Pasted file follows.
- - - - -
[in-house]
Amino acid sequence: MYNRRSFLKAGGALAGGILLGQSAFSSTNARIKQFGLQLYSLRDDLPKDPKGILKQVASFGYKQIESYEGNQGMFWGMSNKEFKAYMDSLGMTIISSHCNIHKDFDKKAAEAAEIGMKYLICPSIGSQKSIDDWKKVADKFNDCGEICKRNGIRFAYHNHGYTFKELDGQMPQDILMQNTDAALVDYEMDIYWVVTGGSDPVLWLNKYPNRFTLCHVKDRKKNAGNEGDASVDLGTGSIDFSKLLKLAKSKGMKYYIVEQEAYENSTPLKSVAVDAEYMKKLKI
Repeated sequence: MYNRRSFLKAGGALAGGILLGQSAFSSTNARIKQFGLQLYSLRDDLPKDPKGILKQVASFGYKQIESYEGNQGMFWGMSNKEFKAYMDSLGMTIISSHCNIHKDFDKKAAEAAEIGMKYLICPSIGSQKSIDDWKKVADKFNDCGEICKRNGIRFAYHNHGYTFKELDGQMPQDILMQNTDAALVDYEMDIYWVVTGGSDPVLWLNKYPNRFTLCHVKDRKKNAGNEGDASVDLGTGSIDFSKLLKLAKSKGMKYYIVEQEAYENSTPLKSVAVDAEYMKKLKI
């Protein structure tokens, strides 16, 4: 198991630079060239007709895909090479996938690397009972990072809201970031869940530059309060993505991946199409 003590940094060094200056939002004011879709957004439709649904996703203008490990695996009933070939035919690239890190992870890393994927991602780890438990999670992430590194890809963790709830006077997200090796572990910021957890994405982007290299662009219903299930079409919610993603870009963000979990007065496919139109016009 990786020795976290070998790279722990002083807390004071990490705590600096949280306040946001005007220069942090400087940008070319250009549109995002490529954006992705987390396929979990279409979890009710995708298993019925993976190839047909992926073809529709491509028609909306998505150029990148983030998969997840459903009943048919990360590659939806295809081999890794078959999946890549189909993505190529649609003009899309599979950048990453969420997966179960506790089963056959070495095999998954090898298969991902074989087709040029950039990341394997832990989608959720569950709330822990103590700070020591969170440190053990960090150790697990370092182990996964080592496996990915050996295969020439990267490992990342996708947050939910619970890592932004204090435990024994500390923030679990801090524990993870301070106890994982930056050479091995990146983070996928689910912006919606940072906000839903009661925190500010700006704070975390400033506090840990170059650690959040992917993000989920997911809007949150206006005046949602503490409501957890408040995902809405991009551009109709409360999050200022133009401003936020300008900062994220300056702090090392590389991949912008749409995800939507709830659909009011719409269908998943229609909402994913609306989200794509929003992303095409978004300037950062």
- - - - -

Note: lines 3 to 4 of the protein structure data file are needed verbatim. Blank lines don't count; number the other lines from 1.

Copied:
Repeated sequence: MYNRRSFLKAGGALAGGILLGQSAFSSTNARIKQFGLQLYSLRDDLPKDPKGILKQVASFGYKQIESYEGNQGMFWGMSNKEFKAYMDSLGMTIISSHCNIHKDFDKKAAEAAEIGMKYLICPSIGSQKSIDDWKKVADKFNDCGEICKRNGIRFAYHNHGYTFKELDGQMPQDILMQNTDAALVDYEMDIYWVVTGGSDPVLWLNKYPNRFTLCHVKDRKKNAGNEGDASVDLGTGSIDFSKLLKLAKSKGMKYYIVEQEAYENSTPLKSVAVDAEYMKKLKI
């Protein structure tokens, strides 16, 4: 198991630079060239007709895909090479996938690397009972990072809201970031869940530059309060993505991946199409 003590940094060094200056939002004011879709957004439709649904996703203008490990695996009933070939035919690239890190992870890393994927991602780890438990999670992430590194890809963790709830006077997200090796572990910021957890994405982007290299662009219903299930079409919610993603870009963000979990007065496919139109016009 990786020795976290070998790279722990002083807390004071990490705590600096949280306040946001005007220069942090400087940008070319250009549109995002490529954006992705987390396929979990279409979890009710995708298993019925993976190839047909992926073809529709491509028609909306998505150029990148983030998969997840459903009943048919990360590659939806295809081999890794078959999946890549189909993505190529649609003009899309599979950048990453969420997966179960506790089963056959070495095999998954090898298969991902074989087709040029950039990341394997832990989608959720569950709330822990103590700070020591969170440190053990960090150790697990370092182990996964080592496996990915050996295969020439990267490992990342996708947050939910619970890592932004204090435990024994500390923030679990801090524990993870301070106890994982930056050479091995990146983070996928689910912006919606940072906000839903009661925190500010700006704070975390400033506090840990170059650690959040992917993000989920997911809007949150206006005046949602503490409501957890408040995902809405991009551009109709409360999050200022133009401003936020300008900062994220300056702090090392590389991949912008749409995800939507709830659909009011719409269908998943229609909402994913609306989200794509929003992303095409978004300037950062």